Teachers or classes:Ms Marina Myburgh and the pupils of the Computer studies department, especially
How many students worked on this project?20
Their ages were:
15-17 years of ageThe following people assisted us:
Category 7 - Environmental Awareness
Our Community are city people living in a densely populated area. It straddles the Roodepoort/Krugersdorp municipal boundary, 15 km from Dobsonville, Meadowlands and Soweto, 25 km from the center of Johannesburg and close to Randburg and Pretoria. It is in Gauteng, known for it's mineral riches, in fact gold was first discovered on less than 10 km from the National Botanical Gardens and Ruimsig Entomological Reserve. There are numerous mines and minedumps, factories, shops and shopping centers, yet our city has a suburban feel with mainly one or two story houses, clusterhomes, schools, churches and recreation centers.
We focused on the uniqueness of a small 12 hectare Entomological Reserve that was established for the protection of the rare butterfly Aloeides dentatis on very valuable development property and the National Botanical Gardens where, despite being surrounded by built-up areas, this corner of Gauteng has retained its tranquillity and Black eagles still soar from their centuries-old nest on the cliff.
The Entomological Reserve is a first in Africa proclaimed to protect a unique grassland habitat for insects not commonly found in Gauteng. The butterfly is restricted to this locality since it requires both the presence of its host ant and its larval foodplant, that is found here. The viability of small nature reserves is being investigated here and results of these conservation strategies could have far-reaching consequences for butterfly conservation in South Africa.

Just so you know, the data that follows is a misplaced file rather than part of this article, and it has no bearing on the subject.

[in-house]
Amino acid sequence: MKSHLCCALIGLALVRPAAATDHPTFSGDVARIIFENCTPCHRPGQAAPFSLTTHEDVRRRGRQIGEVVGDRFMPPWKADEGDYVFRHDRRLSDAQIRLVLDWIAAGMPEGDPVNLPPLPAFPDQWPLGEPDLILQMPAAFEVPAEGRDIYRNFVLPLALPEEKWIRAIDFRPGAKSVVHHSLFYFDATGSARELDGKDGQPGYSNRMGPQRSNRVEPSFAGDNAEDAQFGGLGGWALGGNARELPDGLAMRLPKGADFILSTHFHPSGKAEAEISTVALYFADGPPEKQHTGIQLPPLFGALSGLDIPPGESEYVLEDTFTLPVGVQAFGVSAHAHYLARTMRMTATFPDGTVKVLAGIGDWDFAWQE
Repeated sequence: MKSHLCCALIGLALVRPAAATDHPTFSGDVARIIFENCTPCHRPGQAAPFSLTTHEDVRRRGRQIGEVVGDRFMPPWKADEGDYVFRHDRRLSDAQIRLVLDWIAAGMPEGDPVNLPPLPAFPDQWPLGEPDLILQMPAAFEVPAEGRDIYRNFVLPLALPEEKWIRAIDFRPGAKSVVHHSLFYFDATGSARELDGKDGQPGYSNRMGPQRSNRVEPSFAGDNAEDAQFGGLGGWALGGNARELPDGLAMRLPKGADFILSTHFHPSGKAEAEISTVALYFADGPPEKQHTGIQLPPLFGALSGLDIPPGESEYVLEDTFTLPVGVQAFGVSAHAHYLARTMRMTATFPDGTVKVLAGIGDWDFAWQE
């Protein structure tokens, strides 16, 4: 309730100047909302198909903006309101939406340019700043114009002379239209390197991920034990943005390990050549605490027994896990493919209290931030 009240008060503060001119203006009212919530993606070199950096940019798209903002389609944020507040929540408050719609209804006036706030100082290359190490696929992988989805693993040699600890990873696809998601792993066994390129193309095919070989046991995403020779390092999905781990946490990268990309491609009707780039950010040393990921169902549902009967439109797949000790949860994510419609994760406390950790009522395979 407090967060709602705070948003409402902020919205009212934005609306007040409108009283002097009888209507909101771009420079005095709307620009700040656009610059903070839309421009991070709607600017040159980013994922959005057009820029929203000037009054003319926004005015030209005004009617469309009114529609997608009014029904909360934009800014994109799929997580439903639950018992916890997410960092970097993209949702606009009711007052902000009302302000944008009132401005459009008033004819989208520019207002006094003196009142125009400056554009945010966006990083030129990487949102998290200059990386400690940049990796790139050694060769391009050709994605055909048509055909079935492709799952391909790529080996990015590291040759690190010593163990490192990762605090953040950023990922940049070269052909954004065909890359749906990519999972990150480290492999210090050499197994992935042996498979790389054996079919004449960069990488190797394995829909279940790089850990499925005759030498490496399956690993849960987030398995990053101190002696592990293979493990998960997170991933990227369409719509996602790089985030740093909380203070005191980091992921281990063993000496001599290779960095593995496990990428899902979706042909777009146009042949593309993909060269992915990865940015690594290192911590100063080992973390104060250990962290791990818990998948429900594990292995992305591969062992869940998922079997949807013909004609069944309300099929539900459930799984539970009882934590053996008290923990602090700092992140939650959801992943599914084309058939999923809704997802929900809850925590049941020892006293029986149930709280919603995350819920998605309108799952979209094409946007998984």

The Black Eagles in the Witwatersrand Botanical Garden are fascinating and unique raptors in that they manage to survive and breed successfully in an increasingly unnatural environment. It is envisaged that with ongoing observations any problems will be timeously dealt with and the future of these famous Black Eagles secured.
Our Computer Science syllabus requires us to cover Datacommunications. Last year I described concepts like modems, digital and analogue lines, routers, hubs, INTERNET and Email according to textbook definitions. I could show the students pictures in magazines and tell stories other people told me about the excitement of international communication and learning from information on the INTERNET. This year we have, thanks to our sponsors and friends, the opportunity to gain firsthand experience.
The teacher and students also learned side by side to locate and use resources and use higher order thinking skills. Active learning and groupwork took place and these skills are of value in all subjects and life at large.
The Biology curriculum also covers ecology, the close relation of insects and birds with their habitat. In doing our research we were thus also working multi disciplinary and integrating work in more than one subject.
Very few schools completed CyberFair projects in our area. At a meeting of Computer Science teachers at JCE on the 6th of March 1996 we mentioned our project to several other teachers and many of them heard about this competition from us for the first time.
We also told Gauteng Information Technology people about our project at a Gauteng Schools Network launch meeting held at Parktown Boys' High School on the 25th of March 1996. Nobody there ever considered publishing on the WWW before as far as we know.